Since the stool of Ooni was established, the kings did not leave their palace because of the highly revered position in Yoruba race. Ooni was and still is regarded as one of the gods and as such respected as one. Modifications to some traditional beliefs changed with civilization and education especially with the coming of the Europeans.
Ooni Adelekan Olubuse I was the first Ooni of Ife to travel out of Ile Ife. His port of call was Lagos in 1903 on the invitation of the then Governor General of the Southern Protectorate Sir William MacGregor.
Because such a journey had never been undertaken before, all the Yoruba kings that had their domain along the route the Ooni will pass before getting to Lagos were said to have vacated their palaces.
This is said to be because there cannot be two kings in a town and at the same time, since the Ooni is the paramount ruler, lesser kings cannot occupy a throne when he is around.
It was documented that all Yoruba kings including the Alaafin of Oyo vacated their respective thrones as a mark of respect for the Ooni. They went to hide outside their royal palaces.
On getting to Lagos, the Governor General asked the monarch about the welfare of his people and he told him that they were not happy. He said they were in tears because he left them and that many of his people accompanied him to the river and vowed to wait there till he comes back.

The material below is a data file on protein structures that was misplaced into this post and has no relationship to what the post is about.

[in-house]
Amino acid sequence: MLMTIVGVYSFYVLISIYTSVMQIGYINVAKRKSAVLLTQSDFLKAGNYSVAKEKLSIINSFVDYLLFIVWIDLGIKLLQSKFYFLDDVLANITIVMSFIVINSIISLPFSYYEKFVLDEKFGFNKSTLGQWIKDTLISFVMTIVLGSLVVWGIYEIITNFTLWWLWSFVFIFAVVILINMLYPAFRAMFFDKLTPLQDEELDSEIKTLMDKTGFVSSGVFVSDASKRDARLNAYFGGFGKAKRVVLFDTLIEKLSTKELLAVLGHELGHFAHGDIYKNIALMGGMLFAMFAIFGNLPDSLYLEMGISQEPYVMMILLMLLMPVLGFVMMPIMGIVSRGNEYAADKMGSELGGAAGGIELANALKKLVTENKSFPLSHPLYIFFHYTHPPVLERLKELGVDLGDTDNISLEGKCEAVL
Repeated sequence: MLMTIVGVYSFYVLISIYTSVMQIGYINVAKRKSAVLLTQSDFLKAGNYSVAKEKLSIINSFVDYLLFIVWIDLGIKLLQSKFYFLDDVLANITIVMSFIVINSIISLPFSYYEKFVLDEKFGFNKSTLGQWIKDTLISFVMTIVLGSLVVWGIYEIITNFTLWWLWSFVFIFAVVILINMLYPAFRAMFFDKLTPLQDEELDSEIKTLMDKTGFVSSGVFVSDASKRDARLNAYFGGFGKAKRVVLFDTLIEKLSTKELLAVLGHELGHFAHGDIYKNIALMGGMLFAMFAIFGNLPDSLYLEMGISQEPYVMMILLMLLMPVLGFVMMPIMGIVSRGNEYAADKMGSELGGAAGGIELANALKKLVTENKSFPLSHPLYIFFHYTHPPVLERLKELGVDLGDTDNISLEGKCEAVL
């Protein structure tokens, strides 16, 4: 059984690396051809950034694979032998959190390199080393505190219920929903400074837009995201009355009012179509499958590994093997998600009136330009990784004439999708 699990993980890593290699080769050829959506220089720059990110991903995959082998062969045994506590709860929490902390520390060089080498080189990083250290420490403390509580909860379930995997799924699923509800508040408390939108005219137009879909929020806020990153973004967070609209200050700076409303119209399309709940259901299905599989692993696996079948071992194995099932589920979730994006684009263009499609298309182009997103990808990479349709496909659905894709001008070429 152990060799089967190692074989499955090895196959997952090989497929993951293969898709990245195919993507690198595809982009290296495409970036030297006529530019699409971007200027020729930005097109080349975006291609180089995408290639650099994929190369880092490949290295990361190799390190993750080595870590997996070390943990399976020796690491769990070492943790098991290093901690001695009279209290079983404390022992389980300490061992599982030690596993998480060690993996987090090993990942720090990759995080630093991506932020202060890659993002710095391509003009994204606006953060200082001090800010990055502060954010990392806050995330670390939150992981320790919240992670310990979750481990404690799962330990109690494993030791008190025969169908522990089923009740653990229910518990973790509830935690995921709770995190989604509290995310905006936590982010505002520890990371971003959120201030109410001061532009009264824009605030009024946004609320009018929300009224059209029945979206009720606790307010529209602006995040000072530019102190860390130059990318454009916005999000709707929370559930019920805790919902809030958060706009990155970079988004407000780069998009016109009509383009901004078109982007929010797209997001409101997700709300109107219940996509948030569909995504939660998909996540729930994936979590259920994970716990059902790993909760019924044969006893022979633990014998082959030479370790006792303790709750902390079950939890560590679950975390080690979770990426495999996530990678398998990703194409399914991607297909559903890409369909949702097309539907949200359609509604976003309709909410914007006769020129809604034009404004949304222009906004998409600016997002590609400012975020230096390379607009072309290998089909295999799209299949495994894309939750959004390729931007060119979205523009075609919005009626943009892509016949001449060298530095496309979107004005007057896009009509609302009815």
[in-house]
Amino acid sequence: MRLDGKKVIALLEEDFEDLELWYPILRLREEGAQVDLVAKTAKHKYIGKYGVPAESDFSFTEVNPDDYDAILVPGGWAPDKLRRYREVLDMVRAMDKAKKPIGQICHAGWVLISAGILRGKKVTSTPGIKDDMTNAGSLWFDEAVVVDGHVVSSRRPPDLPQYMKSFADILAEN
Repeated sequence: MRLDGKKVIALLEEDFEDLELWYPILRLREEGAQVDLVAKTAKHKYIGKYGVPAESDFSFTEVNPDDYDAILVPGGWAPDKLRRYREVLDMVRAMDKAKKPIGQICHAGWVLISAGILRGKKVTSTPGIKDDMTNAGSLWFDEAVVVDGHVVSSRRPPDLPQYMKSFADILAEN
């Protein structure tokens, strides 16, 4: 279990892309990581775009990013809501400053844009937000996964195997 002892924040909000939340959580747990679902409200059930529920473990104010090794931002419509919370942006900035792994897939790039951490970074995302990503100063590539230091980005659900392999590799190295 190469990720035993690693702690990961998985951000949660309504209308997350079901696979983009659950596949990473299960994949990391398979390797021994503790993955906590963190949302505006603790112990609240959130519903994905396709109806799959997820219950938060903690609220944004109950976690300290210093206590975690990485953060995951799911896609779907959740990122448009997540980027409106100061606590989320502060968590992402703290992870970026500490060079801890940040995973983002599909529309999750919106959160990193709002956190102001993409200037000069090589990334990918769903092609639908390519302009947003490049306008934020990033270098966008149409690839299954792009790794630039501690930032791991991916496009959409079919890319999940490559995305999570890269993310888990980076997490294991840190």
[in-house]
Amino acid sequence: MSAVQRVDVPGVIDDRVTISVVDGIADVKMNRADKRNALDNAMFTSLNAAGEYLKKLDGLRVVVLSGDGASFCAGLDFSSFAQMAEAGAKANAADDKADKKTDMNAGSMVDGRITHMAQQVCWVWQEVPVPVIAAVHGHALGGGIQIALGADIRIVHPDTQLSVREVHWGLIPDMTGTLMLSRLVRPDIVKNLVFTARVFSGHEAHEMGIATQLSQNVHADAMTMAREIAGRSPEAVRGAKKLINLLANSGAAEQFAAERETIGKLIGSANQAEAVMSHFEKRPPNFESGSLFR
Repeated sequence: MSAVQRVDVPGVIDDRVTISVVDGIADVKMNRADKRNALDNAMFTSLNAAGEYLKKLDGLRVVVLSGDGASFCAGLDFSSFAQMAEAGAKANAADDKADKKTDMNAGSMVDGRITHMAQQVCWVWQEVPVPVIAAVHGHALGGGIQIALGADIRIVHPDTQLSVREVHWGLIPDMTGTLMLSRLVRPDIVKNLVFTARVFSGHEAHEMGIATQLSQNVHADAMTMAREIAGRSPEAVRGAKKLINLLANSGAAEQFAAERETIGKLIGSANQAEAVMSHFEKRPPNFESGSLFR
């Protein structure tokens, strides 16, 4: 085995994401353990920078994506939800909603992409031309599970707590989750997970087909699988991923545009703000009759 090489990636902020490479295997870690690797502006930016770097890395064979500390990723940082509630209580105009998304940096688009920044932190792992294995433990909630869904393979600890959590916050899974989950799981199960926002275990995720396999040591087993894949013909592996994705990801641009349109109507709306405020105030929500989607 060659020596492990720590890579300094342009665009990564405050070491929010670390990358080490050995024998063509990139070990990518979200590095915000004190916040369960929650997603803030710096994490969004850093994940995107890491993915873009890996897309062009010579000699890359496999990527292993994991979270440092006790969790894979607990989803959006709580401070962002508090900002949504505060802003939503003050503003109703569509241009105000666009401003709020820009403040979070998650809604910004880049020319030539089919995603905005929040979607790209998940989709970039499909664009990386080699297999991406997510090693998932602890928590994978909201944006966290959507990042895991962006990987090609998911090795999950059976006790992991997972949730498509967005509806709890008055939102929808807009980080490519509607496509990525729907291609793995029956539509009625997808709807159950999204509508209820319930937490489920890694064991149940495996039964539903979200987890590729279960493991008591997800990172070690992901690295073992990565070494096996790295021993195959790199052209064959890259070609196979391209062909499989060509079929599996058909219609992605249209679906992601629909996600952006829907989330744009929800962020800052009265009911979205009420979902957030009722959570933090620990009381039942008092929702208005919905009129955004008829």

The kings only returned to their places after the Ooni had returned to Ile Ife from his sojourn to Lagos.
The first visit of Ooni of Ife to Lagos was documented in the government gazette for the colony of Lagos published on Saturday, February 28, 1903.
Sir William MacGregor was governor of Lagos Colony, Nigeria, from 1899 to1904 where he instituted a campaign against the prevalent malaria, draining the swamps and destroying mosquitoes as far as possible. Other important works in developing the country under him were roads construction and building a railway. His efforts to improve the health of his community led to his being given the Mary Kingsley Medal in 1910 by the Liverpool School of Tropical Medicine.
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